[Date Prev][Date Next][Thread Prev][Thread Next][Date Index][Thread Index]

Re: PC: FL-9's



Lon Godshall wrote:

I was just pondering the locations of the ex PC FL9's. I have never seen
one and a fella has asked me for the location of one in NY State to
photograph.  I thought Danbury had one but they don't. Are there any NY'ers here to direct me to a dead or living FL-9? I assume none are PC yellow and blue anymore.

Thanx
Lon

Lon and Listers

Last time I was home (summer 2000) MNCR 2033, 2031, 2030, 2028, and 2022 were stored at Croton North (exit Senesqua Road off of Rt. 9A).  If they are still there, the best photos are from the river side of the tracks in the afternoon.  These are unrebuilt FL-9's including the last F-unit built (NH 2059, MNCR 2033).  MNCR 2029 has been stored and cannibalized at the rear (north) of Harmon Shops since 1995 and is probably picked clean.  Until last year, you could squeeze in pictures of it from Rt. 9A near the exit to the station but they have since erected a chain link fence with green screening to block the view.  MNCR 2021 was donated to the childrens hospital (sans engine) at Valhalla.  It was quite a sight seeing it travel down the road on a low boy with its trucks following behind.  Currently it is outdoors but they are planning on building an air conditioned and heated structure around it and making it the center piece of a recreation area for sick kids staying at the medical center.  So far as I know, it is still painted MNCR colors.  The last two blue and yellow FL-9's (5023 and 5047) never received MNCR numbers in either the 500 or 2000 series and were stored at Croton North for most of the 1980's after suffering serious failures.  They became some of the first FL-9AC's.  Due to their advanced state of disrepair, they moved to rebuilding aboard flat cars.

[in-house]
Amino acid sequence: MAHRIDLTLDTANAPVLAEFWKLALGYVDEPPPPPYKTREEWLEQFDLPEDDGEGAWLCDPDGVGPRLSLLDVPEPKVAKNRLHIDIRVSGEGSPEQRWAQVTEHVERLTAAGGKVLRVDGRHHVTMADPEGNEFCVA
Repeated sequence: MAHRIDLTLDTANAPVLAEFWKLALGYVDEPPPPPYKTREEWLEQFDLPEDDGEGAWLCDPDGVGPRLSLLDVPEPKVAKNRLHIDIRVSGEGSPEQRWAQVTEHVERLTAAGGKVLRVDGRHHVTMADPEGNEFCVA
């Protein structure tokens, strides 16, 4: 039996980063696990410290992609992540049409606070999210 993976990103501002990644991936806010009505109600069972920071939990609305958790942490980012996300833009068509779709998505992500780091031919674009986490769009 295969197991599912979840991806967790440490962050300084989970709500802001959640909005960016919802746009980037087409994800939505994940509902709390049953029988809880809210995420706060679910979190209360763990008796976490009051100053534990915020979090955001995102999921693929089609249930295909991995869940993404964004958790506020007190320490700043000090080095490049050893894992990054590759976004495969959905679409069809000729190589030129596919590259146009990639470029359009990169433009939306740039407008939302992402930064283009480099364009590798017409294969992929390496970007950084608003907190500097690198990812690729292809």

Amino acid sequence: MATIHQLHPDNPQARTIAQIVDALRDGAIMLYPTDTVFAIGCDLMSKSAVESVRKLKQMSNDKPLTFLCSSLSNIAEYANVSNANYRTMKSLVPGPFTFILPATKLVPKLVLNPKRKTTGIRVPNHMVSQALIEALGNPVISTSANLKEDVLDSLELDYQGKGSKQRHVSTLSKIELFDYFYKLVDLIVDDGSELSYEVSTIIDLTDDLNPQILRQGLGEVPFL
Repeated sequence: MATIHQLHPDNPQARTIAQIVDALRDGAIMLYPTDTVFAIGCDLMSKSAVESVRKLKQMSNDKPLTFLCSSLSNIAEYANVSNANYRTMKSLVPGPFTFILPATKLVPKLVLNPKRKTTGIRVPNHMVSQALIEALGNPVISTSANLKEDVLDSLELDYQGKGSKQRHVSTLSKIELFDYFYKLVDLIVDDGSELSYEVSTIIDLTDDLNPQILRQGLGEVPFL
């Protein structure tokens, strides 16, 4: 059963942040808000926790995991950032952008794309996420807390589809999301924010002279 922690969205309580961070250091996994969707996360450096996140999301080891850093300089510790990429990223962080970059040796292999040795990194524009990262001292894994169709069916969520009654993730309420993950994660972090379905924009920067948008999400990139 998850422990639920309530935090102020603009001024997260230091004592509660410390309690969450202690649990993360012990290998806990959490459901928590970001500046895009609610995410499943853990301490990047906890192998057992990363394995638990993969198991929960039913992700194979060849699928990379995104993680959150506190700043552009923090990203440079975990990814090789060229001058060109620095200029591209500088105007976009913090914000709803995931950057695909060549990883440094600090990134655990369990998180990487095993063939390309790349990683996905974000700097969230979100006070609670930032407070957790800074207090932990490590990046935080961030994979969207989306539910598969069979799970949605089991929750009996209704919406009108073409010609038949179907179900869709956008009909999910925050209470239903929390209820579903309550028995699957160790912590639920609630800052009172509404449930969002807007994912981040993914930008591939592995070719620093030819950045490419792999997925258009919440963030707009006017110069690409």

Last year, at least one Hudson Line train used FL-9's but that may have changed if MNCR took delivery of its new units.  BTW, in the local paper up that way there was a big article on MNCR's plan to rebuild the Harmon shop complex.  It involved the demolition of the existing shop building and moving servicing to the south of the new overpass over the yard.  An admittedly vague sketch accompanied the article.  Even if the rebuilding is not true to the artist's rendition, big changes are on the way at Harmon. 

Bob Holzweiss







Home | Main Index | Thread Index